Lightly oil a large bowl and add the dough. Cover with cling wrap and set aside to prove for about an hour.
For the filling, preheat the oven to 325 degrees.
Put the onion, pepper and butternut squash onto separate baking trays, drizzle with olive oil and roast in the oven for about 15 minutes, or until tender.
Meanwhile, make the pesto. Heat a small, dry frying pan over a low heat. Add the pine nuts and toast until lightly browned. Add the pine nuts and all the remaining pesto ingredients to a food processor and blend until smooth.
To finish the bread, knock back the proved dough by kneading it for 20 seconds, then cut it into two. Wrap half in oiled cling film and set aside. On a lightly floured work surface, roll the remaining half of dough into a circle with diameter of approximately 12 inches. Let the dough rest for about five minutes — it will shrink back. Roll it out again to a diameter of approximately 13 inches and place on a large baking tray.
Spread three tablespoons of pesto over the dough and pile the roasted vegetables, feta and walnuts over the top in layers, making the layers slightly deeper in the center. This will form the base of the bread.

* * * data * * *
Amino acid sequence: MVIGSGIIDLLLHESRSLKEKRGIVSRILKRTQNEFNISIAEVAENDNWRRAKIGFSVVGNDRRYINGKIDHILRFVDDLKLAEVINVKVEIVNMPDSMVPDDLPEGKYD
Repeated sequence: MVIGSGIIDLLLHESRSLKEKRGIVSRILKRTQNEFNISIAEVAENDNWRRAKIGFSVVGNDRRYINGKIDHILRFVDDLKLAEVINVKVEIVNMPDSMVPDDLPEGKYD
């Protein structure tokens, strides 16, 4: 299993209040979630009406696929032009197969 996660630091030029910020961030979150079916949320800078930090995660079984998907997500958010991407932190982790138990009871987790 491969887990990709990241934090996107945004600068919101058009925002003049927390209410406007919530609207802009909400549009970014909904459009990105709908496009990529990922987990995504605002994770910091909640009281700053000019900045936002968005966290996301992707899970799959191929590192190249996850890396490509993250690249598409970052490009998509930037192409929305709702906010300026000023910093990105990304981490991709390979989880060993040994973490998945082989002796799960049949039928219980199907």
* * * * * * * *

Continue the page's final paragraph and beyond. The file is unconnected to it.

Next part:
Roll out the remaining dough. This will make the top layer.
Brush the edges of the base with a little water and carefully lift the top layer onto the base.
Use a sharp knife to trim the dough into a neat circle (approximately 12 inches diameter). Place a small bowl over the filling. Using a sharp knife, cut the dough into 16 equally-sized strips radiating from the bowl. Carefully twist each strip twice and cut the ends into points. Press the end of each strip onto the baking sheet to stop them unravelling while they prove. Set aside to prove for about 30 minutes.
Preheat the oven to 375 degrees.
For the topping, brush the top of the dough with the beaten egg and sprinkle the pine nuts, salt and pepper in the center. Bake for 20-25 minutes, or until golden-brown. Check after 15 minutes and cover the twists with aluminium foil if they are browning too quickly. Allow to cool before serving. Makes 1 large loaf.